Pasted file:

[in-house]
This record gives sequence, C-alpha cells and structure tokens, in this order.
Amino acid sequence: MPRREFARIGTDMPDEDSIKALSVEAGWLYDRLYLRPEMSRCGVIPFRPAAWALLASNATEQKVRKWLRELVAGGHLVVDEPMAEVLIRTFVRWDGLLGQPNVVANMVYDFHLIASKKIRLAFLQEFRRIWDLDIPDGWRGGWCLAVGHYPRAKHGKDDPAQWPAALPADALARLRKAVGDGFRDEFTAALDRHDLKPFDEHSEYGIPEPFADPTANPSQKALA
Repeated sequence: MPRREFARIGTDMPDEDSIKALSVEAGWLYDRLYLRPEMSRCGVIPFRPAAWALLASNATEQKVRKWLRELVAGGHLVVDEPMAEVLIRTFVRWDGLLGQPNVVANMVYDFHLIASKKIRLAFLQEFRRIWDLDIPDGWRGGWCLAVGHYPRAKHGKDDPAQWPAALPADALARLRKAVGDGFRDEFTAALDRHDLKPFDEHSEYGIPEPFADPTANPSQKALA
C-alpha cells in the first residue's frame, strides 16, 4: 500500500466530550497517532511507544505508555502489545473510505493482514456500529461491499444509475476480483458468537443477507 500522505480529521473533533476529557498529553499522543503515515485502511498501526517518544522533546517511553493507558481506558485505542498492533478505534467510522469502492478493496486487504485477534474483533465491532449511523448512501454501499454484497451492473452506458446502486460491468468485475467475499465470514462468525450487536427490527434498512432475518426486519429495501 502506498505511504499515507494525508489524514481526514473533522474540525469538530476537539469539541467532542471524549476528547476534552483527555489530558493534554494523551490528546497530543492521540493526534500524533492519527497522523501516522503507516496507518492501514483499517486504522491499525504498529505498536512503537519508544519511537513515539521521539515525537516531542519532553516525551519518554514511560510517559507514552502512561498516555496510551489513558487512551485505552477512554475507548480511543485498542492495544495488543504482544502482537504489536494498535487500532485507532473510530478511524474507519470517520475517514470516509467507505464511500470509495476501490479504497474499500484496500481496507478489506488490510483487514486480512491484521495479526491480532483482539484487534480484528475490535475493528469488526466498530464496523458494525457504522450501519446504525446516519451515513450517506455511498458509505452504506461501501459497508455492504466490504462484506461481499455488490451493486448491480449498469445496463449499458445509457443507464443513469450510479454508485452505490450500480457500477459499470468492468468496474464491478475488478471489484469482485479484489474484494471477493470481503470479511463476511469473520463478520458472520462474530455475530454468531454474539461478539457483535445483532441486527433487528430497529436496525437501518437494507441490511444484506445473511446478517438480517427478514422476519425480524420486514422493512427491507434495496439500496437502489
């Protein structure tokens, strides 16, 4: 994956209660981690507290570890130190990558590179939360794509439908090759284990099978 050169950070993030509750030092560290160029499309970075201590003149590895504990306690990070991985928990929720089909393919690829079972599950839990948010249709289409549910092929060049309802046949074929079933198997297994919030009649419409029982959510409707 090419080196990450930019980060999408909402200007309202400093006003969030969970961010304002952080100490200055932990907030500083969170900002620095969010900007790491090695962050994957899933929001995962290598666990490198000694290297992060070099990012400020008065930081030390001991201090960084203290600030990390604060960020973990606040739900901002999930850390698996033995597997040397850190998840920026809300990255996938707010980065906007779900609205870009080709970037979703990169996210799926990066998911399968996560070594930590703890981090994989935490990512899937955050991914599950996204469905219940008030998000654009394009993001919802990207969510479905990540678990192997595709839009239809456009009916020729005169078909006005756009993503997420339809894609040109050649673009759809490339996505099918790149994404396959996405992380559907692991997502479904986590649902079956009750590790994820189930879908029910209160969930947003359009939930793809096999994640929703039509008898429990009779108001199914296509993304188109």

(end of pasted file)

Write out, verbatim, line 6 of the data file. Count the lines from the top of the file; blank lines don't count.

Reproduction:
């Protein structure tokens, strides 16, 4: 994956209660981690507290570890130190990558590179939360794509439908090759284990099978 050169950070993030509750030092560290160029499309970075201590003149590895504990306690990070991985928990929720089909393919690829079972599950839990948010249709289409549910092929060049309802046949074929079933198997297994919030009649419409029982959510409707 090419080196990450930019980060999408909402200007309202400093006003969030969970961010304002952080100490200055932990907030500083969170900002620095969010900007790491090695962050994957899933929001995962290598666990490198000694290297992060070099990012400020008065930081030390001991201090960084203290600030990390604060960020973990606040739900901002999930850390698996033995597997040397850190998840920026809300990255996938707010980065906007779900609205870009080709970037979703990169996210799926990066998911399968996560070594930590703890981090994989935490990512899937955050991914599950996204469905219940008030998000654009394009993001919802990207969510479905990540678990192997595709839009239809456009009916020729005169078909006005756009993503997420339809894609040109050649673009759809490339996505099918790149994404396959996405992380559907692991997502479904986590649902079956009750590790994820189930879908029910209160969930947003359009939930793809096999994640929703039509008898429990009779108001199914296509993304188109």